George Whatmore

gbw-1939-cropped[1]George Bernard Whatmore, PhD, MD, died peacefully at home with his family by his side on 6/5/2009 at the age of 91.  He was born at home in the Madrona area of Seattle on 8/31/1917 to Delia F. and Harry J. Whatmore.  He grew up moving from house to house as his mother would complete construction on one and then begin another.   He graduated from Garfield High in 1935.  He earned his BS degree in pharmacology from the University of Washington, then his PhD in neurophysiology and later his MD degree both from the U of Chicago.

 George was deeply committed to adding to the body of scientific knowledge and devoted much of his life to researching the connections between the brain, nervous system and functional disorders.  He was a pioneer in using neuromuscular biofeedback for treatment and is considered the founder of this field.  He sought to treat the cause of functional disorders and not just the symptoms.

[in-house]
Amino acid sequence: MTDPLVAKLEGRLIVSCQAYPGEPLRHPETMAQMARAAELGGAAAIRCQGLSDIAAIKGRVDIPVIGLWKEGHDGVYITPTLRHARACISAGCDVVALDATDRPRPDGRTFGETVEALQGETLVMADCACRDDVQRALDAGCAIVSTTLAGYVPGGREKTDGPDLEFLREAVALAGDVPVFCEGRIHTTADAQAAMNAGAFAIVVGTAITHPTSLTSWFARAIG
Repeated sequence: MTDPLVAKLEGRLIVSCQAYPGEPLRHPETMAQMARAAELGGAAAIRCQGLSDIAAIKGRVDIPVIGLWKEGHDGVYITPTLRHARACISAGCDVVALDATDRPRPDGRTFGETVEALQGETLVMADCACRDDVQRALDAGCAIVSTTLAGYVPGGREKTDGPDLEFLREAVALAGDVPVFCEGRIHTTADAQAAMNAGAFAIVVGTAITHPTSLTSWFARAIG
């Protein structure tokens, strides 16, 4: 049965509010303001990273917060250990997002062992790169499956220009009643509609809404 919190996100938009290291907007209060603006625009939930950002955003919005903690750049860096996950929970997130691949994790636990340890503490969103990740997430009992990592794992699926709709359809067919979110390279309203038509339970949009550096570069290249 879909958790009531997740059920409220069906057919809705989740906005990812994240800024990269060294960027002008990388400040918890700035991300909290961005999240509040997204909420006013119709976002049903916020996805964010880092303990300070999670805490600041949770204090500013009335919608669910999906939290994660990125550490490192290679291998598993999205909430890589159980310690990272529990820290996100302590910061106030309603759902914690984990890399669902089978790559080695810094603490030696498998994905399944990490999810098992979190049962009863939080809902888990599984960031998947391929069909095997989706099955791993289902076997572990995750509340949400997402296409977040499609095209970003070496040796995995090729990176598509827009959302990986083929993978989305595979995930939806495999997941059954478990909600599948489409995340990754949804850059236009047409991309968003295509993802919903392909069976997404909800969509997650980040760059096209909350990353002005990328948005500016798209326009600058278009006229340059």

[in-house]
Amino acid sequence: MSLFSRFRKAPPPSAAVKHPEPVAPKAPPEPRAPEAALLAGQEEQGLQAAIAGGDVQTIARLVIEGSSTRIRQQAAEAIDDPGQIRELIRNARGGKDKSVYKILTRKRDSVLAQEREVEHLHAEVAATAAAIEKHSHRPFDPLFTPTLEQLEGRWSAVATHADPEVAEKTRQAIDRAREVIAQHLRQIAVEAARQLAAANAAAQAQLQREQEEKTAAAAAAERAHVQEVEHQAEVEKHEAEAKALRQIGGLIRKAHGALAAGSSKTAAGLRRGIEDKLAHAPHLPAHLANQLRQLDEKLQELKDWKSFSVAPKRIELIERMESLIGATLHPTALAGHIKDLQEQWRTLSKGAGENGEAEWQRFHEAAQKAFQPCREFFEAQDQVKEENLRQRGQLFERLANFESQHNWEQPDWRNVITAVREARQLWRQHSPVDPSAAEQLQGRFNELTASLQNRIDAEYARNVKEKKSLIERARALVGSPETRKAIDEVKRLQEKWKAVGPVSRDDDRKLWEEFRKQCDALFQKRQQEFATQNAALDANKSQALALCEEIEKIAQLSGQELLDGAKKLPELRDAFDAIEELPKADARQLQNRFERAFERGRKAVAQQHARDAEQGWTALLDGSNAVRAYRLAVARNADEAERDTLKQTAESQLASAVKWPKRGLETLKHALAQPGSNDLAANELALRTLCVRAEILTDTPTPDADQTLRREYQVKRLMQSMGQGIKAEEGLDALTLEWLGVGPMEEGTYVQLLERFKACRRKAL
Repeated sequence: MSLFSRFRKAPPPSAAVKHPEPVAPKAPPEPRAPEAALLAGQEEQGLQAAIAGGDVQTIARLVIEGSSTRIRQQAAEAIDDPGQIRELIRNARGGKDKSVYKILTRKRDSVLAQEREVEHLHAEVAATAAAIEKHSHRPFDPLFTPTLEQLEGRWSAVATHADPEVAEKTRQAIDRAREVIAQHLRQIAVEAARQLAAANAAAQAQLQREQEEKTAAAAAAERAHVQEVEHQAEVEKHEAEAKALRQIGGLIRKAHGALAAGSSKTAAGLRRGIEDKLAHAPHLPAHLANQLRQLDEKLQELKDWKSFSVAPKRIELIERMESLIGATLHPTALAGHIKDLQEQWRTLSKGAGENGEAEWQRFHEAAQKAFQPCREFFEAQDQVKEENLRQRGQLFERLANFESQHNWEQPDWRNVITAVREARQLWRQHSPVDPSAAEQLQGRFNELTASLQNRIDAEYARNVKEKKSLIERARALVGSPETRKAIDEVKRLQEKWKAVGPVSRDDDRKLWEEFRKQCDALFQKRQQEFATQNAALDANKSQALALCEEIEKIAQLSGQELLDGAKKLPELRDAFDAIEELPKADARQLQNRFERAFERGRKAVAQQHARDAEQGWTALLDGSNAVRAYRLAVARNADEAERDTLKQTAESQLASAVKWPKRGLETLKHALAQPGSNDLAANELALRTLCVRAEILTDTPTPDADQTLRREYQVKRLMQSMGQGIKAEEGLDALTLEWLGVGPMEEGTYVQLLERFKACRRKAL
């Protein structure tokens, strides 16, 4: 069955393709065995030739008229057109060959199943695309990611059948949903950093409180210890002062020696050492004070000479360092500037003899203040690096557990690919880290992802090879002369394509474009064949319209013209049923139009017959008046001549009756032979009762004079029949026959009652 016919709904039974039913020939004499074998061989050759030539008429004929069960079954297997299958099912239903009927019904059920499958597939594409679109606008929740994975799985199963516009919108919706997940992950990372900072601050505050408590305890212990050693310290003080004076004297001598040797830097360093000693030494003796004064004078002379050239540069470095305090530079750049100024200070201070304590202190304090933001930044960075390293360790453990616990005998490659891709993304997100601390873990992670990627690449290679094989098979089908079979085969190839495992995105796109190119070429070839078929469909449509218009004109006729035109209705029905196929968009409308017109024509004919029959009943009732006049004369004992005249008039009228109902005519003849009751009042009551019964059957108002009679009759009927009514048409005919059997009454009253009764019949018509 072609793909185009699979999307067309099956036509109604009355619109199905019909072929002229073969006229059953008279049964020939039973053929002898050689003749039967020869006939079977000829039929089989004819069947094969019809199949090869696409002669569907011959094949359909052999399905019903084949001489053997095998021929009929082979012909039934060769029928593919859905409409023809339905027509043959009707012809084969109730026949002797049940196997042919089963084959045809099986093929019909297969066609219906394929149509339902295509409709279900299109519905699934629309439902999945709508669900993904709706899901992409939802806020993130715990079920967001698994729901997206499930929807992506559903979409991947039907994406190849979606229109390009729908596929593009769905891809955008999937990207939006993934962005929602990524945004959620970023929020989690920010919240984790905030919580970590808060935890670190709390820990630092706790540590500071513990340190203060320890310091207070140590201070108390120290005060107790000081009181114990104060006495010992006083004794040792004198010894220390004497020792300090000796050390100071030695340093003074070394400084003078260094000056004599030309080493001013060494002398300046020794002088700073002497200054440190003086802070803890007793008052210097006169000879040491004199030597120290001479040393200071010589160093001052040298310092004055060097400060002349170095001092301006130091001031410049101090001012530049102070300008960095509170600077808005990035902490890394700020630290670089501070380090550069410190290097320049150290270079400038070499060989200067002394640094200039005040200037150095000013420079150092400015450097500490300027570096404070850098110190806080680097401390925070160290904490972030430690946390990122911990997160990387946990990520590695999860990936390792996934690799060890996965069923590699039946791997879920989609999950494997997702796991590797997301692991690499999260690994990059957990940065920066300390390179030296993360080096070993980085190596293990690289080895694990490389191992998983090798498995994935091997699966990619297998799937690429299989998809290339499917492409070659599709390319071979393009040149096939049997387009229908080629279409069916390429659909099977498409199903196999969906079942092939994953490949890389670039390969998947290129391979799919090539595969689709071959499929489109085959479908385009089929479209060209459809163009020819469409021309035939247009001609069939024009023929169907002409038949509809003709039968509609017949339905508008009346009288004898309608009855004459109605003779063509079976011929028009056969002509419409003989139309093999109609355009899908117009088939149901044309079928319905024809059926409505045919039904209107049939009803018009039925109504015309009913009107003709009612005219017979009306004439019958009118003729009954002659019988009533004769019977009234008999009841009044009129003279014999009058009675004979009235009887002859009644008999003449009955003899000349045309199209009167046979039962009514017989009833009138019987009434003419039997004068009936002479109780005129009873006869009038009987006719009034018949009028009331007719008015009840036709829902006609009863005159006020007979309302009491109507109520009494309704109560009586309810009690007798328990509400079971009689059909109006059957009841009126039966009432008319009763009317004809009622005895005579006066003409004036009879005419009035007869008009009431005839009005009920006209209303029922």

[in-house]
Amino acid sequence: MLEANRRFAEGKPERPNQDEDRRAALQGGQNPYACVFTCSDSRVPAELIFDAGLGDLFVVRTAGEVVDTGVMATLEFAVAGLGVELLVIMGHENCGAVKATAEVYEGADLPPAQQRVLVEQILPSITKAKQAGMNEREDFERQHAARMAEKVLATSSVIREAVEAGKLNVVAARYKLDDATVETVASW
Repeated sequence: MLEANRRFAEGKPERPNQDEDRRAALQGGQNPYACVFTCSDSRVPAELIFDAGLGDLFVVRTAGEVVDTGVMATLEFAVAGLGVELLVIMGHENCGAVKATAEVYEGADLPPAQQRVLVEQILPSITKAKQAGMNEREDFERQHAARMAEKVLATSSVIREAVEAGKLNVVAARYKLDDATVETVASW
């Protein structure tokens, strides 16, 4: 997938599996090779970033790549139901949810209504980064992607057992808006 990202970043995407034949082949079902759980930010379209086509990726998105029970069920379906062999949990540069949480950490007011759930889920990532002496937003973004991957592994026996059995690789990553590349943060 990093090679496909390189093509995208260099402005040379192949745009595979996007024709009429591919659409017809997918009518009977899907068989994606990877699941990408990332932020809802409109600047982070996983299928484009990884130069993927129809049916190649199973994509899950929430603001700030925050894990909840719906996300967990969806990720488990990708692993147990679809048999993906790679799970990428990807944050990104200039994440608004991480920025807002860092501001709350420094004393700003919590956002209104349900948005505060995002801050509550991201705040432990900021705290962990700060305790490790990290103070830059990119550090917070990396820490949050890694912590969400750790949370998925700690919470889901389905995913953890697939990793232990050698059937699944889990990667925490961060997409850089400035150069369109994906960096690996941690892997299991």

He met his wife-to-be, Frances Beatty, while living in Seattle before he left for the U of Chicago.  In 1942 she caught the last civilian plane to Chicago at the outset of WWII and they were married.  In 1948 while George was doing his internship and residency at Harborview Hospital in Seattle, he moved his family to Beaux Arts Village where George and Frances lived until their respective deaths.  He was very dedicated to his family and was always willing to help anyone who sought his medical advice.